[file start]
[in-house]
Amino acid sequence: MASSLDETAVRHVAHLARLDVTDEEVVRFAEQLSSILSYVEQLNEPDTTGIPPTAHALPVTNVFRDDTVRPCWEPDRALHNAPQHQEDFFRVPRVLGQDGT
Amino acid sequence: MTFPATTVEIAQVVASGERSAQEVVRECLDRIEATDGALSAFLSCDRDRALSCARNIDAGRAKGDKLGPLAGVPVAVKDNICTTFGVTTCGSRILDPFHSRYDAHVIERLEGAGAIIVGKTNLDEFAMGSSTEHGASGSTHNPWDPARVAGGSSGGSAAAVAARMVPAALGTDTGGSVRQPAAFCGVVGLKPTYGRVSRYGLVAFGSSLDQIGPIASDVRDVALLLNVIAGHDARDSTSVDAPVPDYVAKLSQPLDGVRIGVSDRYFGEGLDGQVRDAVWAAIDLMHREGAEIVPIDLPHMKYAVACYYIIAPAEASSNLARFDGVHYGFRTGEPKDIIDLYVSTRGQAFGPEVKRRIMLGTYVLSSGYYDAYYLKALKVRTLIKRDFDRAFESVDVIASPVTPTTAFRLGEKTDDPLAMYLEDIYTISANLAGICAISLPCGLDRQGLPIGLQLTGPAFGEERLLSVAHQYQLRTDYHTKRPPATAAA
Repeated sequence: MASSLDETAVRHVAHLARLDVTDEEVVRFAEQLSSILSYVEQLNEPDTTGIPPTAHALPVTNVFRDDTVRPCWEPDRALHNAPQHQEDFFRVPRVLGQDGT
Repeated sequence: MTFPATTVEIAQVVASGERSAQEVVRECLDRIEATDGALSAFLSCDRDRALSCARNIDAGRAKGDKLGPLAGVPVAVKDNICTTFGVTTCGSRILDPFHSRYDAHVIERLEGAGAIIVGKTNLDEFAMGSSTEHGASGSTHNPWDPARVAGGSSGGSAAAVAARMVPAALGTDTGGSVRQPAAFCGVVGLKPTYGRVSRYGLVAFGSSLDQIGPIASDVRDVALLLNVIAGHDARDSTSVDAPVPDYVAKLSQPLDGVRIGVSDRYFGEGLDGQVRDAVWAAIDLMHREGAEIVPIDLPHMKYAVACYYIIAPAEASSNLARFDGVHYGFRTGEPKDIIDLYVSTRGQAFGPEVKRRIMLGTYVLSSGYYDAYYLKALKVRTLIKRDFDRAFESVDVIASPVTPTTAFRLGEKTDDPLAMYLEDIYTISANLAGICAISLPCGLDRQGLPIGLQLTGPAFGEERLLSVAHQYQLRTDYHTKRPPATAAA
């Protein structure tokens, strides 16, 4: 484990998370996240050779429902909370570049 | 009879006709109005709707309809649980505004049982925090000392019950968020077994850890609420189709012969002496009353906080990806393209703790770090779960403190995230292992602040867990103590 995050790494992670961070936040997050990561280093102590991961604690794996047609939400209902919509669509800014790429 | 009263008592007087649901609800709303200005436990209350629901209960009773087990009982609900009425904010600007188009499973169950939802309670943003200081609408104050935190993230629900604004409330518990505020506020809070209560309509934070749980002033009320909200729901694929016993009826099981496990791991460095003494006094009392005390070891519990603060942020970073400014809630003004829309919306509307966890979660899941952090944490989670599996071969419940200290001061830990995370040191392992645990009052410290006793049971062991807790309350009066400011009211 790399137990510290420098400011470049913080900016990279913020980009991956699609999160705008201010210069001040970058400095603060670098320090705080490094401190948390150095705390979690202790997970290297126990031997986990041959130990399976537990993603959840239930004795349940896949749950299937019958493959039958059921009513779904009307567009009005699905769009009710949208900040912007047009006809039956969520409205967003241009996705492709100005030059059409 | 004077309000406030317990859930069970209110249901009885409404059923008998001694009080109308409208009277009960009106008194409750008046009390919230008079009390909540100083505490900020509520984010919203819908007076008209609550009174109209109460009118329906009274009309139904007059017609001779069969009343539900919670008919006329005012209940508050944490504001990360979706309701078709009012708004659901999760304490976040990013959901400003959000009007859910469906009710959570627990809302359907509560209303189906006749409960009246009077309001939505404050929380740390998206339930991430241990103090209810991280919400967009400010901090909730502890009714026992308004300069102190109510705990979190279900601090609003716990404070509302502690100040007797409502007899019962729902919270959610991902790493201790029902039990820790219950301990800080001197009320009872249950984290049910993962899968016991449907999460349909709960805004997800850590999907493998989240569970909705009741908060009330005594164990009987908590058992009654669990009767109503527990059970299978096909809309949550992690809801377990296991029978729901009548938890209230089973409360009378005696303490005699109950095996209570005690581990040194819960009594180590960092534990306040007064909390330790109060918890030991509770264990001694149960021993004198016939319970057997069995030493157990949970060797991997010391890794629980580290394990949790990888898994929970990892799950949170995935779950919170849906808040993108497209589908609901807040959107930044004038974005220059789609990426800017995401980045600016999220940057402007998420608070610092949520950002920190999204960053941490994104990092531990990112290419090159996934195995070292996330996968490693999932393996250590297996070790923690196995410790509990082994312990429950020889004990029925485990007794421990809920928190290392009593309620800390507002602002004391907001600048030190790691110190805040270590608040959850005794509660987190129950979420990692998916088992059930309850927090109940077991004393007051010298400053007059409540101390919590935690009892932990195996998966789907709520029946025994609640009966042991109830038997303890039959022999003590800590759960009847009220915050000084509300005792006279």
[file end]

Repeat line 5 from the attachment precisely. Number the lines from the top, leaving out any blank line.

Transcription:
Repeated sequence: MTFPATTVEIAQVVASGERSAQEVVRECLDRIEATDGALSAFLSCDRDRALSCARNIDAGRAKGDKLGPLAGVPVAVKDNICTTFGVTTCGSRILDPFHSRYDAHVIERLEGAGAIIVGKTNLDEFAMGSSTEHGASGSTHNPWDPARVAGGSSGGSAAAVAARMVPAALGTDTGGSVRQPAAFCGVVGLKPTYGRVSRYGLVAFGSSLDQIGPIASDVRDVALLLNVIAGHDARDSTSVDAPVPDYVAKLSQPLDGVRIGVSDRYFGEGLDGQVRDAVWAAIDLMHREGAEIVPIDLPHMKYAVACYYIIAPAEASSNLARFDGVHYGFRTGEPKDIIDLYVSTRGQAFGPEVKRRIMLGTYVLSSGYYDAYYLKALKVRTLIKRDFDRAFESVDVIASPVTPTTAFRLGEKTDDPLAMYLEDIYTISANLAGICAISLPCGLDRQGLPIGLQLTGPAFGEERLLSVAHQYQLRTDYHTKRPPATAAA